Most organizations today are not structured or organized properly to make good decisions that will help them outperform their competition in the marketplace.12
It is commonplace for this book’s authors to hear from decisions makers who lament in retrospect: “If only I’d known that, I’d never have made that decision or taken that action.” Such comments reflect an absence of intelligence supporting the decision maker and the lack of greater insight behind their decisions and subsequent actions.
5 Stars – Utterly brilliant insights and data, but publisher should have invested in graphics to match
Parag Khanna is for me the single best observer and reporter on the substance of Asia which he takes great pains to point out is not just China (a third of Asia’s population) but includes particularly vast swaths of Russia, India, Central Asia, Southeast Asia including Indonesia and Australia, and Turkey.
“Margin of Victory: Five Battles that Changed the Face of Modern Warfare” by Douglas Macgregor. Naval Institute Press. 2016, Hardcover, 268 pages, $34.95.
“Margin of Victory” is about change, intelligently and soberly recognizing the need for that change regardless of preconceived notions and the consequences of failing to do so. Each of the conflicts analyzed by Macgregor, all seemingly unrelated at first glance, center on his repeated premise that victory will depend on lessons learned that will drive accepting change and implementing the hard decisions that must accompany transformation – notably in technology, people, strategy and organization. While history provides perspective that must be considered, holding on to outmoded concepts or failing to properly leverage what’s been learned will ultimately lead to decisive defeat.
If Mike Pompeo wants to commit virtual suicide and end his prospects of being an effective Secretary of State, three recent articles document his death wish – championship of a rogue intelligence network proposed by Erik Prince and beloved by Oliver North – both arguably ripe for indictment for crimes against humanity. If this asinine, unconstitutional, unethical idea survives the week, the President will not recover.
That such as idea would even be considered suggests to me that Mike Pompeo – the honor graduate of his West Point class – has failed completely to get a grip on the Central Intelligence Agency (CIA) and is disqualified from any other post in the Trump Administration until he does so. It takes brains and balls to get a grip on CIA and through a revitalized CIA, the rest of the US Intelligence Community (IC). Escaping to the Department of State to herd cats and be a cocktail-sipping cookie pusher is a demotion. Pompeo needs to get a grip and demonstrate he can inspire loyalty and competence not just at CIA, but across the IC which does not now serve the President.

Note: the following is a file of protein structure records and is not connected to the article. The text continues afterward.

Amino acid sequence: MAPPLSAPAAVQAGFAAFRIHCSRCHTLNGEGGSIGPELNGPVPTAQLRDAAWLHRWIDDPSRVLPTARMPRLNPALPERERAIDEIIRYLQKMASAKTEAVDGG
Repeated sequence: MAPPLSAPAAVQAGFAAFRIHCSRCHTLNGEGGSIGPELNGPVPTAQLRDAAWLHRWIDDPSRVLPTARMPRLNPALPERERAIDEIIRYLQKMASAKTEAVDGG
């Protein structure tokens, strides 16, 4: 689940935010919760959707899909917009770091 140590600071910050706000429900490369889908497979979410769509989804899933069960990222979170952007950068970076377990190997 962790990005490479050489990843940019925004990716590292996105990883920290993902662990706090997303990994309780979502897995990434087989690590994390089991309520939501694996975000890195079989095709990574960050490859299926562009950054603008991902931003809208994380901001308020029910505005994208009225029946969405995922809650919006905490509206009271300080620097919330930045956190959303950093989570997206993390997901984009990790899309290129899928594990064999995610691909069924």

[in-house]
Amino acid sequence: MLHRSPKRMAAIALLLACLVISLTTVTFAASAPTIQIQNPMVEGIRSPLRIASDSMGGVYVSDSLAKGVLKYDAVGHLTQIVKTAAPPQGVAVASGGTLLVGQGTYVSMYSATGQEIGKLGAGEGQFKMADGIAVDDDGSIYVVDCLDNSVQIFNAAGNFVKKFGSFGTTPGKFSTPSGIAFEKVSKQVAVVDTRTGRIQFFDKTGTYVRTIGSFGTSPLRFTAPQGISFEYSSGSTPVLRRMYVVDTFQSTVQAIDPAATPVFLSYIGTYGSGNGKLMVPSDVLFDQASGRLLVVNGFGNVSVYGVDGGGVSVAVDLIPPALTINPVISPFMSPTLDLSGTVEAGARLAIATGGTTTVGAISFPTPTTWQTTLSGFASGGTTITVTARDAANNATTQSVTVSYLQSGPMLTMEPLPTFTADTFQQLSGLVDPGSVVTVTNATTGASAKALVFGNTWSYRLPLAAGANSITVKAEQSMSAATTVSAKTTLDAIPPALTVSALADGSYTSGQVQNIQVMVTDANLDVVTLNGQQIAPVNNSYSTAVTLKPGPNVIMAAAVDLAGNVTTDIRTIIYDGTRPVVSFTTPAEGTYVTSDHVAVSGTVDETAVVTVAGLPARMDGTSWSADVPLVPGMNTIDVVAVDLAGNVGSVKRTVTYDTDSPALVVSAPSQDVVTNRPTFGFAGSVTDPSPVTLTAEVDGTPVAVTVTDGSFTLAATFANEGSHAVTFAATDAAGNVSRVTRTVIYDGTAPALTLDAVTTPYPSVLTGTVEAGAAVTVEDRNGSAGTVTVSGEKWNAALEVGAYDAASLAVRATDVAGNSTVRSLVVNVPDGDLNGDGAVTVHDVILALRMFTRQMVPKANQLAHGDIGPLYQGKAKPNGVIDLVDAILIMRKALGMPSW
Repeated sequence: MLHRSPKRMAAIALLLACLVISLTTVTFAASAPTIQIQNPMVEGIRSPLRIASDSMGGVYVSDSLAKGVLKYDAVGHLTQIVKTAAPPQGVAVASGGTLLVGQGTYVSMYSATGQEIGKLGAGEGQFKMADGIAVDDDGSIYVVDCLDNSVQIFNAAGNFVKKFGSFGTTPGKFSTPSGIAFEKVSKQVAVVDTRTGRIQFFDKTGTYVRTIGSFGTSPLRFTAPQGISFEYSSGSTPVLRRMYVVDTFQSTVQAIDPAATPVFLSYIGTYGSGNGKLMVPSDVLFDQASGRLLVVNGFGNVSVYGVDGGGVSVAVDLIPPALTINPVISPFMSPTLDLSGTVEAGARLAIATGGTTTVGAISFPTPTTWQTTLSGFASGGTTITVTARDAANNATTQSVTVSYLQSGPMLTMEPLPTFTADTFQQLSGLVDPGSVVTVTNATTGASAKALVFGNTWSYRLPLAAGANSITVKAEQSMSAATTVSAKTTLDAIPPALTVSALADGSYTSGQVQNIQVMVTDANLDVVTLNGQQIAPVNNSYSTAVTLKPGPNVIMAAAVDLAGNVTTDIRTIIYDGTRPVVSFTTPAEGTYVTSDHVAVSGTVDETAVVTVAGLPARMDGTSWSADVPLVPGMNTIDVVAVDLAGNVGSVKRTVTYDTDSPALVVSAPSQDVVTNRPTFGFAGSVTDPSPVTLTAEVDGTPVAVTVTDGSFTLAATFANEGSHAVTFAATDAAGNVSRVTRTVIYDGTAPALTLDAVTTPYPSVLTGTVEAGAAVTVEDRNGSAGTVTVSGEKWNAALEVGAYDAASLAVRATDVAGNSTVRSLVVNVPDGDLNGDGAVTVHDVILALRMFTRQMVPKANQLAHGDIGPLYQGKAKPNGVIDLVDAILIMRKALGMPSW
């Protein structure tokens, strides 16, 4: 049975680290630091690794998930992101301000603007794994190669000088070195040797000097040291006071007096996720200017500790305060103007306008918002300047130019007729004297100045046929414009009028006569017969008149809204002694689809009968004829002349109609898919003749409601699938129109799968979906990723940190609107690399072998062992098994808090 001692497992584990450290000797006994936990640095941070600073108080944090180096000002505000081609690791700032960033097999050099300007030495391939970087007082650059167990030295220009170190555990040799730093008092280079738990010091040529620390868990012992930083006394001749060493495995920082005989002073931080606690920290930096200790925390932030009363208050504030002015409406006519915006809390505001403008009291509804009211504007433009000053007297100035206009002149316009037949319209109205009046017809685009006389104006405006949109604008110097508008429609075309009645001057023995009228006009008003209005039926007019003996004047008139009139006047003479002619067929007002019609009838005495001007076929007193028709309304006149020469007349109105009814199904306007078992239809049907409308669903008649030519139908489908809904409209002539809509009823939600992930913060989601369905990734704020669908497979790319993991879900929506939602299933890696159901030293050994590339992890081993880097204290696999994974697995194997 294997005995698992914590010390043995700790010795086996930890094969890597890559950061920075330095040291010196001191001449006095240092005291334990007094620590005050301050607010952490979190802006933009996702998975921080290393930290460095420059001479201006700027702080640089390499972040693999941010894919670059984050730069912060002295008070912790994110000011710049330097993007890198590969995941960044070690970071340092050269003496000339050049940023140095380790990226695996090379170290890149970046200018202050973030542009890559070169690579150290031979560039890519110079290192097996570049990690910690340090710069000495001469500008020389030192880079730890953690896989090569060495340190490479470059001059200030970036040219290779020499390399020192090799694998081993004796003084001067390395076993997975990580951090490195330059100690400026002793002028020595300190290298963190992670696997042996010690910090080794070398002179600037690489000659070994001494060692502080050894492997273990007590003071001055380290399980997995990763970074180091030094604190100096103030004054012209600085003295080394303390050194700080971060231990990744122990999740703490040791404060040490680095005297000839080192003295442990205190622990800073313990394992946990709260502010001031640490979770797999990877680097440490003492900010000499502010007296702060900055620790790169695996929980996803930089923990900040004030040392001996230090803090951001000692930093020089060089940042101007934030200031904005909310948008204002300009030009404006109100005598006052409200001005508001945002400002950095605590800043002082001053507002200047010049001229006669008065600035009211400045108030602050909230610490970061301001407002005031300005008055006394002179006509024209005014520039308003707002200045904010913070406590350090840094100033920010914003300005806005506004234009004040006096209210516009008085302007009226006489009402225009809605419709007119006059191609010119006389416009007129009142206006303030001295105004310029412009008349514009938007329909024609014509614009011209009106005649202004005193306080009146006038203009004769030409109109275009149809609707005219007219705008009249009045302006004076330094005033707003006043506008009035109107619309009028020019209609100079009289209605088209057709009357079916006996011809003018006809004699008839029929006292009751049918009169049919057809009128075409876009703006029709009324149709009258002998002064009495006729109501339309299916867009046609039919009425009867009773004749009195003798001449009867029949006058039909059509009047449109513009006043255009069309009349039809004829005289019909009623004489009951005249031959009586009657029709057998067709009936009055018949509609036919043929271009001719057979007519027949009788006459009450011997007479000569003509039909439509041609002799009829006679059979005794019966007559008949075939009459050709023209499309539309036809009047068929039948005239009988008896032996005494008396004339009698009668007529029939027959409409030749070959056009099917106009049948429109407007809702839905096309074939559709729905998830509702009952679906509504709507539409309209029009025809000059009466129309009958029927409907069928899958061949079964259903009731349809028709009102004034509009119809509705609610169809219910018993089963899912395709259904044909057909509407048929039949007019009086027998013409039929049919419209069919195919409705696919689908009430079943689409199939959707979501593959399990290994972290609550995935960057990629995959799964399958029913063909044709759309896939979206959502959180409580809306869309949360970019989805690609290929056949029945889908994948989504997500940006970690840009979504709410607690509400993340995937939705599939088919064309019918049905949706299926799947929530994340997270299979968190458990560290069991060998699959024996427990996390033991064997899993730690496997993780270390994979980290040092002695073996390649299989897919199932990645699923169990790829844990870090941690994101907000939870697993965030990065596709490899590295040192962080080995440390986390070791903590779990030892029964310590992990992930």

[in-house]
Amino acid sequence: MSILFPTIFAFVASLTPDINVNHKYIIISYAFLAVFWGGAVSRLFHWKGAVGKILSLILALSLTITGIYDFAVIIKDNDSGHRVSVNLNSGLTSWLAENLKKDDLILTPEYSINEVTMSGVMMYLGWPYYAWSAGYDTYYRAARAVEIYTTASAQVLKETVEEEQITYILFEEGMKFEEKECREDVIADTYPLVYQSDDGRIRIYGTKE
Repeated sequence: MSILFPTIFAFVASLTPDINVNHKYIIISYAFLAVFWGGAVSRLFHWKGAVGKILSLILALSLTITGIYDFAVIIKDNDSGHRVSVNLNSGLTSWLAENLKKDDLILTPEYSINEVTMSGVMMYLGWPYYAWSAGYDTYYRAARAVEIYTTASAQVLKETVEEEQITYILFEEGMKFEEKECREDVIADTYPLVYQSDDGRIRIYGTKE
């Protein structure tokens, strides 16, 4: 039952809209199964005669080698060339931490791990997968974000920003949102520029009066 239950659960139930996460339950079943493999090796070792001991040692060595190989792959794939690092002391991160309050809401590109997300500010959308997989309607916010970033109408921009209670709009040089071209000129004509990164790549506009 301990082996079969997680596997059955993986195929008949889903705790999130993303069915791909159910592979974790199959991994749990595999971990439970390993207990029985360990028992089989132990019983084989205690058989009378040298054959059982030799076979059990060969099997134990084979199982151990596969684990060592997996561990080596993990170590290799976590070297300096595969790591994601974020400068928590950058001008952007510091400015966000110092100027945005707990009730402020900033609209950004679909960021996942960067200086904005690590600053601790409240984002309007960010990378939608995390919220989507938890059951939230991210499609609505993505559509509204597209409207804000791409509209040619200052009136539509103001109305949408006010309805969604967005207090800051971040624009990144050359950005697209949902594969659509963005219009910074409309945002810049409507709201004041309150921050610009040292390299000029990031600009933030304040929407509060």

Robert Steele’s quite extraordinary book, INTELLIGENCE FOR EARTH, is now available in Kindle, which means that the hundreds of links within the book are easily exploitable. There is no one else on the planet that is a former spy, honorary hacker, #1 Amazon review for non-fiction, and the “top gun” for ethical evidence-based decision support to leaders who wish to be ethical and effective.
5.0 out of 5 starsFrom coffee table to scientific salon, a worthy offering, November 4, 2014
This is a spectacular offering on multiple fronts. On the low-end, it has got to be the coolest coffee table book around, something that could be usefully offered in every waiting room across London — and hopefully inspire copycats for other cities including Paris and New York and Dubai.
At the high end, the book offers the most current available understanding of just what can be gleaned from “big data” that is available from open databases — one can only imagine the additional value to be had from closed data bases (money movement, for example). And of course we have to persist in our demands that all data and the software and hardware needed to process the data be open source so that it is affordable, interoperable, and scalable.
5.0 out of 5 starsNobel-Level Work Essential to Understanding Our Bright Future, October 29, 2014
Sadly, the author is deceased. I have always considered him a contender for the Nobel Prize.
I am upset with Amazon for not carrying over reviews from past editions — new readers are advised to look up older editions of any books if they wish to take advantage of some of the extraordinary material provided by past reviewers. I will not replicate those other reviews — they are worth finding.
Here’s the math that I was surprised to not see in the book: the top billion people that business focuses on are worth less than a trillion in potential sales. The bottom four billion, with less than $1000 a year in disposable income, are worth four trillion in potential sales.